Chelsie was enrolled in the business management program but also had a not-so-secret love for fashion, modeling, and designing clothes.  While Chelsie had always been interested in fashion and refers to himself as “the stylish dude who won best dressed in high school,” he found his true inspiration for fashion design after his uncle passed away.

“My uncle lived in my grandmother’s house. When he died we were cleaning it out, and I came across a brand new sewing machine—that’s when I taught myself how to sew.”

Chelsie started designing some of his first fashions while he was still enrolled at CFCC and while his friends often teased him for it he never let it hinder his work.

“The guys would be going out, and I would be staying home to sew,’ says Chelsie.  “I would go out the next night wearing something I made and people would really like it—it got me excited about what I was doing and continued to motivate me to make more and more.”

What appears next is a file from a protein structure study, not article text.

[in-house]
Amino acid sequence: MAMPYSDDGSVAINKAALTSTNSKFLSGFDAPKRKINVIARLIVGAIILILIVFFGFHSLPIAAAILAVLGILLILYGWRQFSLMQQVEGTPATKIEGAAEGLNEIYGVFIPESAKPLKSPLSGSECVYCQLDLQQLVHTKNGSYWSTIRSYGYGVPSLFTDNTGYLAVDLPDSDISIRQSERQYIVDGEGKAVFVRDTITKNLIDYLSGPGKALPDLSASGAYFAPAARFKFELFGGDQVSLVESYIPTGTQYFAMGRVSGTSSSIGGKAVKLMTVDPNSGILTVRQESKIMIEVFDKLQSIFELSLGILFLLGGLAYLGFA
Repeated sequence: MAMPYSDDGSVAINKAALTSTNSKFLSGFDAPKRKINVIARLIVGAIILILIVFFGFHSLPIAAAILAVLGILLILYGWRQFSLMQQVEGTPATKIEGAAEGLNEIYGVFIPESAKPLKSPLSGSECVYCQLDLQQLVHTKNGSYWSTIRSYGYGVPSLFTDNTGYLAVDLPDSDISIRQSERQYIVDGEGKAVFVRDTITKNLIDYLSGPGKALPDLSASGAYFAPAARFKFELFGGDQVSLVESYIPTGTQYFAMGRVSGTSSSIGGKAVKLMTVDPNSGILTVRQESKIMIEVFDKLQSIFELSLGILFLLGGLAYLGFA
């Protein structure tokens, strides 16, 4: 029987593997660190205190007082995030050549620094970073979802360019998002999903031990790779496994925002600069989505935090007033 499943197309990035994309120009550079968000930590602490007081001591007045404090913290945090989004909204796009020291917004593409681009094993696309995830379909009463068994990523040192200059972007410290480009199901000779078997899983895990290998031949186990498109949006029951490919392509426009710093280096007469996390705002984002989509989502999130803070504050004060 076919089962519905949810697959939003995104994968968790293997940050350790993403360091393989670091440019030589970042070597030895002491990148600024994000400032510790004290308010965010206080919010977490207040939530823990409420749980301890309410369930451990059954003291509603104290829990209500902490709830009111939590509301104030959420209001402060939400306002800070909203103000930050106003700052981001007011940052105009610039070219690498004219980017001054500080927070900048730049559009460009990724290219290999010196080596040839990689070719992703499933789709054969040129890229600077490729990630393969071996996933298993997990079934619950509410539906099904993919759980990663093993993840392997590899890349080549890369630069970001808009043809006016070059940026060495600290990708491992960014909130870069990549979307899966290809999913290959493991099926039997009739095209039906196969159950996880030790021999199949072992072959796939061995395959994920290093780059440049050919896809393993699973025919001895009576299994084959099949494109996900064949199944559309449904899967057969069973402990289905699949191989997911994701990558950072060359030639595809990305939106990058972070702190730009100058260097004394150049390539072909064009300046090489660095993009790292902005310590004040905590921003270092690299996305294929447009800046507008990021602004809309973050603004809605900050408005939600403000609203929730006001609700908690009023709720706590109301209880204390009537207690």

A few years later Chelsie created his clothing line, called KennethBeatrice, in honor of his grandmother and uncle—it was because of them that he began to fulfill his dream.  “Inspired by Life,” is the moto that Chelsie lives by.  He says he was inspired to design by the people who have passed away. “Through my line the people I have lost live on, and I will live on through the people who wear my line.  With that motto and mindset you never run out of ideas.”